The Washington Times
Bill Bradley has surged in polls coming out of New Hampshire, drawing even with Vice President Al Gore. Mr. Bradley’s standing in national polls has also been on the rise. How much trouble is the vice president in?
Well, it’s true that this is not the way Mr. Gore’s people imagined it. The thoughts of coronation in the air in winter 1996-97 following Mr. Clinton’s re-election – essentially, an uncontested Democratic primary starring Mr. Gore as the consensus candidate – are long gone. It is likewise true that Mr. Gore’s campaign has yet to find its footing. And polls do seem to indicate that Mr. Gore has a Bill Clinton problem.
But it is absurd to think at this point that the vice president is in serious danger of losing the nomination. Has anyone stopped to think about the magnitude of the earthquake in the Democratic Party that would be necessary for such a result?
Let’s start with the basics: peace and prosperity. Barring an economic downturn that forecasters do not see coming or an international setback that likewise has not yet appeared on the horizon, Al Gore has a record to run on and an enviable climate for a quasi-incumbent to run in. You can argue that the Clinton-Gore team has little to do with this peace and prosperity, but let’s face it, you’re going to have a lot of explaining to do.
And while the Clinton scandals do cast an unwelcome shadow, this should perhaps be little more to Mr. Gore than a reminder that life is not perfect. Ask yourself this question: Would a sitting vice president take a recession and a Kosovo ground war quagmire in exchange for a squeaky-clean president? Of course not. One might fairly say that the premier challenge for a sitting vice president who wants to advance to the Oval Office is to figure out how to manage a smooth separation from the man he hopes to succeed. It’s hard to believe Mr. Gore’s people have not been thinking about this seriously.
Second, besides reinventing government, Mr. Gore has had little to do for the past seven years but prepare the political ground for his 2000 presidential bid. Vice presidents have plenty of time to practice making friends, and Mr. Gore has lots of them. The office of vice president may have a large symbolic component, but that symbolism can be deployed to great effect in bestowing political favors nationwide and therefore accumulating political chits. National cynicism and apathy notwithstanding, anywhere in America, it is, quite simply, a big deal when the vice president shows up.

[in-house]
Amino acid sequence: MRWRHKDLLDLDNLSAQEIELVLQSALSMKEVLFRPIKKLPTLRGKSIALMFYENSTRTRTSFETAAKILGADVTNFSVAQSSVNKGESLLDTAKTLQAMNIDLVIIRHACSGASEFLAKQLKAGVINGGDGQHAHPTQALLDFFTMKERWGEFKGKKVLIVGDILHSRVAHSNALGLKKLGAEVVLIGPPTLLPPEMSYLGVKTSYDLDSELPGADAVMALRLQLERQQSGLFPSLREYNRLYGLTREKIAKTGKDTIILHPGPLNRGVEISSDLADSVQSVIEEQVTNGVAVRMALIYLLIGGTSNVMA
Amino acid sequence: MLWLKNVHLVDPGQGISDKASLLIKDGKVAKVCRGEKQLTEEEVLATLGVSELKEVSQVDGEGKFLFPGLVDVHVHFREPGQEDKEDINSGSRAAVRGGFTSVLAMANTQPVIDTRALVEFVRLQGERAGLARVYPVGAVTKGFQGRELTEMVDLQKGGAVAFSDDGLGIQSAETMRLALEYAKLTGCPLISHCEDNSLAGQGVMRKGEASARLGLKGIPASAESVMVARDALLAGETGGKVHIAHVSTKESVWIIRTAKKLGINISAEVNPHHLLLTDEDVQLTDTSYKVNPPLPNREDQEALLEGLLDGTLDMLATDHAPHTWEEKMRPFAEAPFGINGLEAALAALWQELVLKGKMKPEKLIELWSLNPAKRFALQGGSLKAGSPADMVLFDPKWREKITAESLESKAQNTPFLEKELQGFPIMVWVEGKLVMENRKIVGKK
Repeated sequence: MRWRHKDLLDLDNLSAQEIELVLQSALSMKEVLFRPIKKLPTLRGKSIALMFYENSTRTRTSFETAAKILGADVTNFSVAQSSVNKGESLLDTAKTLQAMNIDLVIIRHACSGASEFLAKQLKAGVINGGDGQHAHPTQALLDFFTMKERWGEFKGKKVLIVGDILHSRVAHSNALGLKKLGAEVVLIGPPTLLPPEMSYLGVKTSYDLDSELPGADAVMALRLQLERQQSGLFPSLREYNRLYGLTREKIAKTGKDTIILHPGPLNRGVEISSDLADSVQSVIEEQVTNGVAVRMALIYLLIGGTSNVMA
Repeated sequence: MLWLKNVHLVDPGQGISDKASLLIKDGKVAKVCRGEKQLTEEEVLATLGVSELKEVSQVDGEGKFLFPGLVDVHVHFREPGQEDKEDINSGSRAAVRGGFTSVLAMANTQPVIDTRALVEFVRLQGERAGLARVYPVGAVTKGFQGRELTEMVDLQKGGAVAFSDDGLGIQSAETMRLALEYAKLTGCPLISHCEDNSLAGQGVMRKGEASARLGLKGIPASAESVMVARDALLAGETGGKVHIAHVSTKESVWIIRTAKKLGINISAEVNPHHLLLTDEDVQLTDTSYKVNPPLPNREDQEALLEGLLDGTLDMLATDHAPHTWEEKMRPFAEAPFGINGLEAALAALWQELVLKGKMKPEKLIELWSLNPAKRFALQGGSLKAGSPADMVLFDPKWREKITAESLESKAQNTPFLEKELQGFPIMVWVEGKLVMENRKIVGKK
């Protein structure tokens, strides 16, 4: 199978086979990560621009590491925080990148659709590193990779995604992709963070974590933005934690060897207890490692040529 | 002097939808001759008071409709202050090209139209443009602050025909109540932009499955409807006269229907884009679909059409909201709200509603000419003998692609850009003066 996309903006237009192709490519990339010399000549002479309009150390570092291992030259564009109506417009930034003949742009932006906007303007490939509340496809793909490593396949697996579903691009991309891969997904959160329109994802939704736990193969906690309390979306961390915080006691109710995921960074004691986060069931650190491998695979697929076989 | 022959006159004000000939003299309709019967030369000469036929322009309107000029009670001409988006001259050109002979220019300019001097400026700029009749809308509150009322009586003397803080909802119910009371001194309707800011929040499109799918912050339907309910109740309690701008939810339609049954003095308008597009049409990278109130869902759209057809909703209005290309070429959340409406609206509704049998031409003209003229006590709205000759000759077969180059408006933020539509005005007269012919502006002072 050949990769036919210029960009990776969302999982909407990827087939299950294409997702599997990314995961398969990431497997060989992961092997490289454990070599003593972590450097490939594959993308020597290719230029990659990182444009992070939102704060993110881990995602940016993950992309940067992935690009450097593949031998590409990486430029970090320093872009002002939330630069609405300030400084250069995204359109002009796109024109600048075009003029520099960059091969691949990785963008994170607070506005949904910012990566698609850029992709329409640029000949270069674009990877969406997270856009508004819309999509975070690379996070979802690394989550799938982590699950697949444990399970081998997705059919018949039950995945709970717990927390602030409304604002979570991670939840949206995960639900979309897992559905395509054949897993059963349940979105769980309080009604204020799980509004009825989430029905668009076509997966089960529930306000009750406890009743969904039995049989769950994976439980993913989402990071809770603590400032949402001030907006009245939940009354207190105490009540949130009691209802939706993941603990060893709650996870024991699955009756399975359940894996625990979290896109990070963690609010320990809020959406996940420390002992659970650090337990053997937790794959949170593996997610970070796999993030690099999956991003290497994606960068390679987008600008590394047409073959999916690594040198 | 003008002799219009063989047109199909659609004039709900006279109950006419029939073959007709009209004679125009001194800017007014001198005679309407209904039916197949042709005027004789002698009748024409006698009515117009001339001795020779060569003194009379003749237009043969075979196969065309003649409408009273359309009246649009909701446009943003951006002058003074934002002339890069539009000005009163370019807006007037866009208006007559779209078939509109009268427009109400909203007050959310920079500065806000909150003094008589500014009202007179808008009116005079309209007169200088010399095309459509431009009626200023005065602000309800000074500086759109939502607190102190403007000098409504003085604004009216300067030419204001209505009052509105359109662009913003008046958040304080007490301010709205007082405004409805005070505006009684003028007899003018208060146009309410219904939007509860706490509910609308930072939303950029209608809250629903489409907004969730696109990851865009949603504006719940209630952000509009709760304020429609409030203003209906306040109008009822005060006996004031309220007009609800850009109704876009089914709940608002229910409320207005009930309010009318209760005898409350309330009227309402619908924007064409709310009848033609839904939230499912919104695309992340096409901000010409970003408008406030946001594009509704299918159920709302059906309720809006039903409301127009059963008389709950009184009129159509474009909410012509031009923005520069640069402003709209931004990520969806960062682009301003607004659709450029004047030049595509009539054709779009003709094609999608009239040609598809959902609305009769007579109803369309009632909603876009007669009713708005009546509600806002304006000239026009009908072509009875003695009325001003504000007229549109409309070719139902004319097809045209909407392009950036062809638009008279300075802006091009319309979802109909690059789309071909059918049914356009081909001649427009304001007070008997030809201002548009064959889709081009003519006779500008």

Third, in the Clinton White House, Mr. Gore’s vice presidency is hardly merely symbolic. That’s not mainly because Mr. Gore has a larger say in policy than many vice presidents have had, although this is true. It’s because Mr. Clinton declared long ago that he wants Mr. Gore as the 2000 nominee.
Mr. Clinton didn’t have to do that. In 1988, Ronald Reagan declined to endorse George Bush before the GOP primaries. In giving Mr. Gore the nod as early as he did, Mr. Clinton essentially placed the White House political operation in service to Mr. Gore’s ambitions as well as the president’s own. The president of the United States has plenty of favors he can do, and he is doing them for Mr. Gore.
In fact, Mr. Clinton has so associated himself with Mr. Gore that the failure of the party to deliver the nomination to the vice president could only be seen as a rebuke to Mr. Clinton. In these times of peace and prosperity, this would amount to a scandal-weary repudiation of him by his own party. Mr. Clinton needs to be seen as highly influential in the selection of his successor.
Fourth, notwithstanding the fact the Bill Bradley has money and that a number of prominent Democrats have withheld their endorsement of Mr. Gore, Mr. Gore has a ton of money and a ton of endorsements. If George W. Bush hadn’t set the record for fund-raising this year, it would have gone to Mr. Gore’s efforts in the same period. And there are a lot of people across the country who are already fully vested in Mr. Gore and will do whatever it takes, including propping him up or dragging him feet-first, to get him across the finish line.
Think of the heroic measures that kept Bob Dole alive through South Carolina in 1996. And note that the vesting on behalf of a candidate is a force separate from and more powerful than calculations about his prospects in the general election. This is to say that a substantial number of people will be too busy fulfilling their commitment to the near-term struggle of winning Mr. Gore the nomination to worry much about what lies beyond. Mr. Gore’s people will never conclude by spring that he can’t win in November, or if they do, they will behave as if they have not reached such a conclusion.
Finally, about those New Hampshire poll results. Since no one else will say it, I will: In the past two elections, New Hampshire has become politically eccentric. The relationship of results there to anything that follows politically is now highly tenuous. Paul Tsongas beat Mr. Clinton there 34-26 in 1992. For a brief moment in 1996, following his New Hampshire victory, Pat Buchanan actually thought he was going to be the GOP nominee. Bob Dole himself had said in advance that the winner in New Hampshire would be the one who ultimately got the party’s nod. Wrong again.
Bill Bradley can cause Al Gore pain and suffering, and he may win some primaries, but depriving the vice president of the nomination would require something like political Gotterdammerung in the Democratic Party.